Complications After Endoluminal Stent Grafting of a Thoracic Mycotic Aneurysm
A 64-year-old man collapsed and was admitted to our hospital. He had a 3-month history of diarrhea with occasional rectal bleeding, and prior stool cultures had grown Salmonella. His ECG demonstrated a sinus tachycardia (Figure 1). A gastroscopy showed extrinsic compression of the esophagus, and computed tomography with contrast revealed a saccular aneurysm of the descending thoracic aorta with circumferential thrombus (Figure 2). No significant mediastinal adenopathy was noted, and no pulmonary masses were identified. A mycotic aneurysm was suspected, and an endoluminal stent graft inserted.
He recovered well, but had a hematemesis on postoperative day 38. A chest radiograph after the insertion of a central line demonstrated the stent graft in situ (Figure 3). Gastroscopy showed active bleeding within the esophagus and an on-table angiogram demonstrated a type 1 endoleak. A second endoluminal stent graft was inserted more proximally. A repeat gastroscopy, performed 1 week later, showed a 3-cm deficit in the mid-esophagus with a visible stent graft (Figure 4).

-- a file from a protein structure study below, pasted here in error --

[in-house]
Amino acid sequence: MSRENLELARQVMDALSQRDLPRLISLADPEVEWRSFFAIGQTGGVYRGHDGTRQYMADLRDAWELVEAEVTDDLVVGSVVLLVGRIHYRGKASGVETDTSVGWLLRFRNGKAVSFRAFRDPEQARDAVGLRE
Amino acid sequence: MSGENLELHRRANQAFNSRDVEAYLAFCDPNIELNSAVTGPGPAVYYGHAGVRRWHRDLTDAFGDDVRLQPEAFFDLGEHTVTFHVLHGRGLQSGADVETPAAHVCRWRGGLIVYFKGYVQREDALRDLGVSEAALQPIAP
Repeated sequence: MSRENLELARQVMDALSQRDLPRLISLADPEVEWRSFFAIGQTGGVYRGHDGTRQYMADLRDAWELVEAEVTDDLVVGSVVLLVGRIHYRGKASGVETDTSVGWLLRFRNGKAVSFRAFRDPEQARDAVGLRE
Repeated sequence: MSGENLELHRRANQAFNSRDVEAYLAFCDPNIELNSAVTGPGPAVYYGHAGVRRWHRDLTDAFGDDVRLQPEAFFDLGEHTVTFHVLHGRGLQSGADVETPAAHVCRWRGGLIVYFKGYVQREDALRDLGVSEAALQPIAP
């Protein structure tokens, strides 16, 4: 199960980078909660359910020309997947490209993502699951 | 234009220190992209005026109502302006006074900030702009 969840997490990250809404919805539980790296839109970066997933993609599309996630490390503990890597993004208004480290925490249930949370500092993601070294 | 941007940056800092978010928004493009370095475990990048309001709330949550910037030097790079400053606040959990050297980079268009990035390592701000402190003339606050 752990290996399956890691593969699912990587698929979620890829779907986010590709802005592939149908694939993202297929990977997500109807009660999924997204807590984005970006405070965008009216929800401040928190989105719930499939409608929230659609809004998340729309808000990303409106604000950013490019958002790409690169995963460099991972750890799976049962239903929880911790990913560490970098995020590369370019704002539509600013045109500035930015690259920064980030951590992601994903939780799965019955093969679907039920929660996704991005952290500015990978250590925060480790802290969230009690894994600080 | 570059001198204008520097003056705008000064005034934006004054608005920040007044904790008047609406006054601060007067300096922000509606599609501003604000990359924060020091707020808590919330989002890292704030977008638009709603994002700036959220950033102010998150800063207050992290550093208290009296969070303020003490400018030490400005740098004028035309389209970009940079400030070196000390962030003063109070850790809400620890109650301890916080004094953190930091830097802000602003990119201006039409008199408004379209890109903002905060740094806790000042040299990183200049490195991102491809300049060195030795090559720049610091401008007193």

On day 46, the patient became paraplegic. Computed tomography showed that the T7/T8 vertebral body had been destroyed by osteomyelitis (Figure 5). No surgical intervention was undertaken, and the patient died after a catastrophic bleed.
The present case highlights the potential complications that may arise from endoluminal stent grafting of a mycotic aneurysm. A rare condition, it is estimated to account for 0.85% of all aortic aneurysms. Open repair with excision of the aneurysm and debridement of the surrounding infected inflammatory tissue followed by either in situ repair or extra-anatomic bypass is associated with significant increases in rates of morbidity and mortality.1 Furthermore, the general condition of the patient frequently precludes any attempt at open repair.2 Stent grafting has been advocated for the treatment of this condition, with a number of reports confirming the feasibility of an endoluminal approach. Midterm results compare well against those seen with open repair.2–4 As these images show, however, endoluminal stenting will not provide curative treatment if the local tissues are heavily infected. Endovascular treatment with concurrent antibiotics may be only palliative.